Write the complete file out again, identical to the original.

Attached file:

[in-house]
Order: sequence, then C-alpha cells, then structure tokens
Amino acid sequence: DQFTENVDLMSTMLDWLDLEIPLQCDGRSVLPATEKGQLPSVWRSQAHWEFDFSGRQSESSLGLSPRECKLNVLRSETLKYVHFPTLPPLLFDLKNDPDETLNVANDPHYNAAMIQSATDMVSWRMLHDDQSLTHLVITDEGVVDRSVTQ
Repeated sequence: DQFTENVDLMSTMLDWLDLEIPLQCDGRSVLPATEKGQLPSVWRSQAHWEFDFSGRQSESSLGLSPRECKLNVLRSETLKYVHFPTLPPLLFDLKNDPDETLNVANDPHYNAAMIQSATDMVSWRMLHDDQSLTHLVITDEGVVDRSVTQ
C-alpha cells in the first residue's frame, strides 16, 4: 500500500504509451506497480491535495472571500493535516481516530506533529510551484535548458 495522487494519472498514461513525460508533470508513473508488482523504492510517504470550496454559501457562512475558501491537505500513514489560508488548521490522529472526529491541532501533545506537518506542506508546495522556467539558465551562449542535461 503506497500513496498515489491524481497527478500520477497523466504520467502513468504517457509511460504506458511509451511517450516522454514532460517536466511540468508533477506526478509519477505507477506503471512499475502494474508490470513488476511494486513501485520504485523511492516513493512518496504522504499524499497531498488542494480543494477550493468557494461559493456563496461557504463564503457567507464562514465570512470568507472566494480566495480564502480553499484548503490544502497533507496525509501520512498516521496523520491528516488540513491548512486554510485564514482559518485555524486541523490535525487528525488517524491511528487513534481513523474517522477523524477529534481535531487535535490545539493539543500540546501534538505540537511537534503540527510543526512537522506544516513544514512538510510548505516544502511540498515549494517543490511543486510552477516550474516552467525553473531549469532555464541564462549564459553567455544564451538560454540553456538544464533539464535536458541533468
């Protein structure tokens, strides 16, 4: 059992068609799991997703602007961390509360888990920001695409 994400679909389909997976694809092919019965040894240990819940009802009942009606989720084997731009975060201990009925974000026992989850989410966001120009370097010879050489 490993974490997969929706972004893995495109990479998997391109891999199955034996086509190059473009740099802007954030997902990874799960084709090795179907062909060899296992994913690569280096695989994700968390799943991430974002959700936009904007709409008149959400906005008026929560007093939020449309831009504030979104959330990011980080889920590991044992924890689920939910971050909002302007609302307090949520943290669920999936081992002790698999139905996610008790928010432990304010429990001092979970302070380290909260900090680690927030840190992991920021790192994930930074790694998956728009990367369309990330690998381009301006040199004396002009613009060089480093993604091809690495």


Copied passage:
[in-house]
Order: sequence, then C-alpha cells, then structure tokens
Amino acid sequence: DQFTENVDLMSTMLDWLDLEIPLQCDGRSVLPATEKGQLPSVWRSQAHWEFDFSGRQSESSLGLSPRECKLNVLRSETLKYVHFPTLPPLLFDLKNDPDETLNVANDPHYNAAMIQSATDMVSWRMLHDDQSLTHLVITDEGVVDRSVTQ
Repeated sequence: DQFTENVDLMSTMLDWLDLEIPLQCDGRSVLPATEKGQLPSVWRSQAHWEFDFSGRQSESSLGLSPRECKLNVLRSETLKYVHFPTLPPLLFDLKNDPDETLNVANDPHYNAAMIQSATDMVSWRMLHDDQSLTHLVITDEGVVDRSVTQ
C-alpha cells in the first residue's frame, strides 16, 4: 500500500504509451506497480491535495472571500493535516481516530506533529510551484535548458 495522487494519472498514461513525460508533470508513473508488482523504492510517504470550496454559501457562512475558501491537505500513514489560508488548521490522529472526529491541532501533545506537518506542506508546495522556467539558465551562449542535461 503506497500513496498515489491524481497527478500520477497523466504520467502513468504517457509511460504506458511509451511517450516522454514532460517536466511540468508533477506526478509519477505507477506503471512499475502494474508490470513488476511494486513501485520504485523511492516513493512518496504522504499524499497531498488542494480543494477550493468557494461559493456563496461557504463564503457567507464562514465570512470568507472566494480566495480564502480553499484548503490544502497533507496525509501520512498516521496523520491528516488540513491548512486554510485564514482559518485555524486541523490535525487528525488517524491511528487513534481513523474517522477523524477529534481535531487535535490545539493539543500540546501534538505540537511537534503540527510543526512537522506544516513544514512538510510548505516544502511540498515549494517543490511543486510552477516550474516552467525553473531549469532555464541564462549564459553567455544564451538560454540553456538544464533539464535536458541533468
């Protein structure tokens, strides 16, 4: 059992068609799991997703602007961390509360888990920001695409 994400679909389909997976694809092919019965040894240990819940009802009942009606989720084997731009975060201990009925974000026992989850989410966001120009370097010879050489 490993974490997969929706972004893995495109990479998997391109891999199955034996086509190059473009740099802007954030997902990874799960084709090795179907062909060899296992994913690569280096695989994700968390799943991430974002959700936009904007709409008149959400906005008026929560007093939020449309831009504030979104959330990011980080889920590991044992924890689920939910971050909002302007609302307090949520943290669920999936081992002790698999139905996610008790928010432990304010429990001092979970302070380290909260900090680690927030840190992991920021790192994930930074790694998956728009990367369309990330690998381009301006040199004396002009613009060089480093993604091809690495």